Celebrating Lucan’s Timeless Charm: A Nostalgic Journey with RTE’s Hall’s Pictorial Weekly 1976

View a lovely film clip of Lucan in the RTE Archive https://www.rte.ie/archives/2021/1103/1257666-lucan-locals/

In the opening sequence of “Hall’s Pictorial Weekly,” our small village of Lucan in County Dublin took centre stage, capturing the essence of daily life and the familiar faces that coloured its streets. This nostalgic journey back to 1976 paints a vivid picture of a bygone era in Lucan, where the ordinary became extraordinary on the television screen. At that time there were 12,451 people living in and around Lucan village all of them blissfully unaware that some of them were about to become stars of the small screen.

The journey begins at 15 seconds into the film with a visit to the Coffee House, a beloved local haunt, now demolished. It stood where the road is now up to Laraghcon.

Just five seconds later, a breath-taking view of Lucan Weir and Weir View unfolds, a picturesque spot that holds a special place in the hearts of Lucan’s residents. Its timeless beauty remains etched in the memories of those who frequented it. It hasn’t changed a bit and you should find it well recognisable.

At the 20-second mark, the old public toilet block at the village green makes an appearance. While it may have been a mundane structure, it was a familiar landmark that defined the village’s landscape. We used to sit on the roof for the St. Patrick’s Day Parades, great view.

Mr. Toolan and his son Michael warmly greet the camera at 36 seconds. Their shop in Lucan Village served as a gathering place for locals, a hub of community life.

The 38-second mark captures Seanie Gannon, Paddy Kilduff, and Larry O’Neill, returning from a round of Pitch & Putt at Lucan. Their camaraderie reflects the spirit of the village, where friendships were forged and laughter was abundant.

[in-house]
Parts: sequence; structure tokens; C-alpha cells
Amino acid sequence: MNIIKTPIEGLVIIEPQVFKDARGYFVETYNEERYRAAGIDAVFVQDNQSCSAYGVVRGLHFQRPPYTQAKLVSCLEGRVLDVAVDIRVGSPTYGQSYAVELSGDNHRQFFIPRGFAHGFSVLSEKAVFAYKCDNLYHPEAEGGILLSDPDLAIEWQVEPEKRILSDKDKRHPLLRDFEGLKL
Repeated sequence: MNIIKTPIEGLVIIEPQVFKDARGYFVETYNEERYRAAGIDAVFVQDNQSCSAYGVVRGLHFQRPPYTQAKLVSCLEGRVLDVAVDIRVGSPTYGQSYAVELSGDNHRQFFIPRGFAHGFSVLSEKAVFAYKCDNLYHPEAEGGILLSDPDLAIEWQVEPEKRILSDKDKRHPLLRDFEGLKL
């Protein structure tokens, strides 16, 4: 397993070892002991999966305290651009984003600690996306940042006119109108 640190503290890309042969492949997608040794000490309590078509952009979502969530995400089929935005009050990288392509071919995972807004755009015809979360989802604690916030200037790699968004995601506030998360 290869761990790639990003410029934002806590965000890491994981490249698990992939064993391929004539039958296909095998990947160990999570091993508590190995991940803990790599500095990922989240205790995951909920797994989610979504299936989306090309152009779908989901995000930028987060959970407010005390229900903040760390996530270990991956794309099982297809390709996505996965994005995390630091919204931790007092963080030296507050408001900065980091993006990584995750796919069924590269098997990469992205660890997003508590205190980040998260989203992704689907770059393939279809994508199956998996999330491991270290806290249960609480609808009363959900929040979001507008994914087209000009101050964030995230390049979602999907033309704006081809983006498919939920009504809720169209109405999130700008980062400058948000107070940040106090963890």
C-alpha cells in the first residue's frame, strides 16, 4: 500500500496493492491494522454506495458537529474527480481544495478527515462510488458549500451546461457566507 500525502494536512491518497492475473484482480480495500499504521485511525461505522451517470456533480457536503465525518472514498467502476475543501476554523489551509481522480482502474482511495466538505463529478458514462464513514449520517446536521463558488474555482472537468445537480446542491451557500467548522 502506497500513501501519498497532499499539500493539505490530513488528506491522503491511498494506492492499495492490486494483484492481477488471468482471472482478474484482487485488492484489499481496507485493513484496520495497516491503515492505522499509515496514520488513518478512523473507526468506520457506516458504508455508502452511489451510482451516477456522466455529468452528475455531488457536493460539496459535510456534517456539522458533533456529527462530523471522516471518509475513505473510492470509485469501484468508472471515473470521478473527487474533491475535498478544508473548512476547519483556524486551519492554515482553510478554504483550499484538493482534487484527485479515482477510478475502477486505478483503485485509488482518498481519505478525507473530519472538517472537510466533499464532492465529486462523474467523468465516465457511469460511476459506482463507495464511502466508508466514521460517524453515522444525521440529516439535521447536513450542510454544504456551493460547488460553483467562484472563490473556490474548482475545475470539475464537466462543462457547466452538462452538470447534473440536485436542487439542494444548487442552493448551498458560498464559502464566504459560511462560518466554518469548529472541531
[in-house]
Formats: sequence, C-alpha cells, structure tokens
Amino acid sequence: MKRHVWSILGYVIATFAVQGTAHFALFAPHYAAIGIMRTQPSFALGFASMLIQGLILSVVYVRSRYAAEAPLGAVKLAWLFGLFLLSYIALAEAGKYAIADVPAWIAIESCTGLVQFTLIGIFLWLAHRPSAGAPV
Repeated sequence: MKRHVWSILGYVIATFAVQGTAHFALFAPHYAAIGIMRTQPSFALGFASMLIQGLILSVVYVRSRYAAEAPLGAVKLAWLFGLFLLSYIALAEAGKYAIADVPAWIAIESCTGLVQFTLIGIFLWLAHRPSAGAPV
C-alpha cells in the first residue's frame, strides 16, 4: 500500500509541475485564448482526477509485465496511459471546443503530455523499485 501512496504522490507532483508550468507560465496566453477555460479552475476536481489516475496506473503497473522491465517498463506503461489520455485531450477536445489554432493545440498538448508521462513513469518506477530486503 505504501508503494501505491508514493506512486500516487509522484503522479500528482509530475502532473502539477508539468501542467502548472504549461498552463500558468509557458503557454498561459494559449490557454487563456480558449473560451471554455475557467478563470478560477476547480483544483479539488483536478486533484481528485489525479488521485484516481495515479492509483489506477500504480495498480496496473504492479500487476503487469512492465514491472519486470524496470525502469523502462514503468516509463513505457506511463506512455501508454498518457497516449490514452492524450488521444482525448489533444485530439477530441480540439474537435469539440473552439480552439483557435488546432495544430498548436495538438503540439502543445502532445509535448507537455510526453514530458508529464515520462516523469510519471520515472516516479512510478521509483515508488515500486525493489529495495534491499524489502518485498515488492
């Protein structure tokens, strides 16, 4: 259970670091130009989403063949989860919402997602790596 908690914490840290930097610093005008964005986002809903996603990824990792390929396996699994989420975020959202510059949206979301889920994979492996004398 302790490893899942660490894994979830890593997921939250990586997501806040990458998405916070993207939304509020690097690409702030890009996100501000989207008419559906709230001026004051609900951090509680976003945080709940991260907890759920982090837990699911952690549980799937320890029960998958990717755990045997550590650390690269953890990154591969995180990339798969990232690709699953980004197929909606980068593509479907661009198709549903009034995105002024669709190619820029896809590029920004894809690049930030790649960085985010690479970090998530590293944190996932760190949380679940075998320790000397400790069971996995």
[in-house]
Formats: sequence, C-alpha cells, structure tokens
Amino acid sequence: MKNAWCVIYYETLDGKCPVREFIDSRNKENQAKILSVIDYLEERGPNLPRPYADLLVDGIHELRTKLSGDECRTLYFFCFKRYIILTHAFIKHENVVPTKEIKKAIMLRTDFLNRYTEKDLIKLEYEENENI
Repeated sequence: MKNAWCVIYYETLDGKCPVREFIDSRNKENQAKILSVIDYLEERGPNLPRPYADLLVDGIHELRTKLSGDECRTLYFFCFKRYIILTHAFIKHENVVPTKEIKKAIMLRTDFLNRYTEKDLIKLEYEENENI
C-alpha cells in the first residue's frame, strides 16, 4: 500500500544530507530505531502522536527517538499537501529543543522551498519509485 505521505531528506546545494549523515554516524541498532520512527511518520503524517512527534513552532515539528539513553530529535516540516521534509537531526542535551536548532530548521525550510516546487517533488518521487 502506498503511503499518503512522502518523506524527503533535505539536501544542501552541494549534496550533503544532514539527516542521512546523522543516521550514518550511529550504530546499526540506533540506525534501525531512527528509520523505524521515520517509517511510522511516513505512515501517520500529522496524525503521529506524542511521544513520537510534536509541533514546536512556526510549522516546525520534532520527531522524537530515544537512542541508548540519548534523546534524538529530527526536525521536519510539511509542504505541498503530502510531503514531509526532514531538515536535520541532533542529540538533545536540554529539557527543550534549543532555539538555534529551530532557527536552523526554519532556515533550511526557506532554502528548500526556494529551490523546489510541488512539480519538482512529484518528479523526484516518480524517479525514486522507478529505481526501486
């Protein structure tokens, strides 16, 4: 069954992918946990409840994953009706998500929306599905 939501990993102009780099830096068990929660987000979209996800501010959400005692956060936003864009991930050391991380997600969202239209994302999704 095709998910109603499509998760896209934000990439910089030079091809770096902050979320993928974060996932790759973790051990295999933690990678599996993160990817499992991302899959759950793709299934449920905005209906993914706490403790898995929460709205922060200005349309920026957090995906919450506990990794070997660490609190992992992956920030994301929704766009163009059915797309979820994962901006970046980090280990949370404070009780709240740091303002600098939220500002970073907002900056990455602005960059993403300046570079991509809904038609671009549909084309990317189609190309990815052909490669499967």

At 54 seconds, the familiar sight of Mr. Moffet peddling his bike around Lucan, a daily ritual that was a comforting sight for all who resided there.

Sheila and Denise Corrigan grace the screen at 58 seconds, adding a touch of grace and charm to the film.

Mrs. Saunders, wielding her sweeping brush, makes her debut at the one-minute mark. She was a well-known figure, diligently ensuring that the village’s pathways remained pristine.

Also featured are May Muldowney and Mrs Bennett from Arthur Griffith Park.

The Griffeen becomes a backdrop for Sharon Speight and a gang of children, capturing a moment of childhood joy at 1:02 minutes. It also features a young John Kenny of Kennys of Lucan waving and with his well know big smile beaming at the cameras.

The film, lovingly preserved on the RTE website, serves as a poignant reminder of a simpler time. In 1976, “Hall’s Pictorial Weekly” took a snapshot of Lucan’s heart and soul, immortalizing its people and landmarks for future generations to cherish.

Once a week, from June to September, the “Hall’s Pictorial Weekly” film crew embarked on a journey to towns and villages across Ireland. They documented the people and places, returning to RTE to edit the footage and add the iconic theme music. The resulting one-minute film formed the opening sequence for the week’s episode. The chosen location remained a well-guarded secret, adding an element of suspense for viewers nationwide.

On November 17, 1976, this particular episode of “Hall’s Pictorial Weekly” showcased Lucan, allowing its residents to bask in a few minutes of fame. It was an era when communities came together in anticipation of their moment in the spotlight, and Lucan’s timeless charm shone brightly for all to see.